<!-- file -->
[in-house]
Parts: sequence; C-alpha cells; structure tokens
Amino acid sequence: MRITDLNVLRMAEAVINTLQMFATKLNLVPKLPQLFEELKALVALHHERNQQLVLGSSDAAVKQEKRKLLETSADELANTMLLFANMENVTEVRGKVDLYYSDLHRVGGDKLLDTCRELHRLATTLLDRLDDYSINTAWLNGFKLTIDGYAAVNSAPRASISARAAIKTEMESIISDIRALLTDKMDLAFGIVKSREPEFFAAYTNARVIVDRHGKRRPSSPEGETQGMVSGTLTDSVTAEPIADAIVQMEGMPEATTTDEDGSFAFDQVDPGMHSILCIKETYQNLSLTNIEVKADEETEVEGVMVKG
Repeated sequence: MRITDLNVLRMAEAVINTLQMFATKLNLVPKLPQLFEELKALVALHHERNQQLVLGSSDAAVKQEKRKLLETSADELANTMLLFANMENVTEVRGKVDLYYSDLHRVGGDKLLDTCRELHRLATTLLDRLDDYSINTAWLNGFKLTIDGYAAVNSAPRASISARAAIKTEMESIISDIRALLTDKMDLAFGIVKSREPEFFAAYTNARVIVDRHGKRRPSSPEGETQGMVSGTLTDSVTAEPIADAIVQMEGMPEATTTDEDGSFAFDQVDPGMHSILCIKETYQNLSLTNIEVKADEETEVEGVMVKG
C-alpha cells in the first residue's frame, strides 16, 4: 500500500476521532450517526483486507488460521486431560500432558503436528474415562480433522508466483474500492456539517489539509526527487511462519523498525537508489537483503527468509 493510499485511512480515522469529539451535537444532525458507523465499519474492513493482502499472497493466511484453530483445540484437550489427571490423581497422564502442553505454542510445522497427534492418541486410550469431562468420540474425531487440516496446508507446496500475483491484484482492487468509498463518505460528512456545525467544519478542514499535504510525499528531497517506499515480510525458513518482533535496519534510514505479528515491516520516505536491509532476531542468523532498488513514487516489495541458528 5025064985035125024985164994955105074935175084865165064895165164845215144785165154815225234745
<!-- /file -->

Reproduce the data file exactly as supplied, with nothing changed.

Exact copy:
[in-house]
Parts: sequence; C-alpha cells; structure tokens
Amino acid sequence: MRITDLNVLRMAEAVINTLQMFATKLNLVPKLPQLFEELKALVALHHERNQQLVLGSSDAAVKQEKRKLLETSADELANTMLLFANMENVTEVRGKVDLYYSDLHRVGGDKLLDTCRELHRLATTLLDRLDDYSINTAWLNGFKLTIDGYAAVNSAPRASISARAAIKTEMESIISDIRALLTDKMDLAFGIVKSREPEFFAAYTNARVIVDRHGKRRPSSPEGETQGMVSGTLTDSVTAEPIADAIVQMEGMPEATTTDEDGSFAFDQVDPGMHSILCIKETYQNLSLTNIEVKADEETEVEGVMVKG
Repeated sequence: MRITDLNVLRMAEAVINTLQMFATKLNLVPKLPQLFEELKALVALHHERNQQLVLGSSDAAVKQEKRKLLETSADELANTMLLFANMENVTEVRGKVDLYYSDLHRVGGDKLLDTCRELHRLATTLLDRLDDYSINTAWLNGFKLTIDGYAAVNSAPRASISARAAIKTEMESIISDIRALLTDKMDLAFGIVKSREPEFFAAYTNARVIVDRHGKRRPSSPEGETQGMVSGTLTDSVTAEPIADAIVQMEGMPEATTTDEDGSFAFDQVDPGMHSILCIKETYQNLSLTNIEVKADEETEVEGVMVKG
C-alpha cells in the first residue's frame, strides 16, 4: 500500500476521532450517526483486507488460521486431560500432558503436528474415562480433522508466483474500492456539517489539509526527487511462519523498525537508489537483503527468509 493510499485511512480515522469529539451535537444532525458507523465499519474492513493482502499472497493466511484453530483445540484437550489427571490423581497422564502442553505454542510445522497427534492418541486410550469431562468420540474425531487440516496446508507446496500475483491484484482492487468509498463518505460528512456545525467544519478542514499535504510525499528531497517506499515480510525458513518482533535496519534510514505479528515491516520516505536491509532476531542468523532498488513514487516489495541458528 5025064985035125024985164994955105074935175084865165064895165164845215144785165154815225234745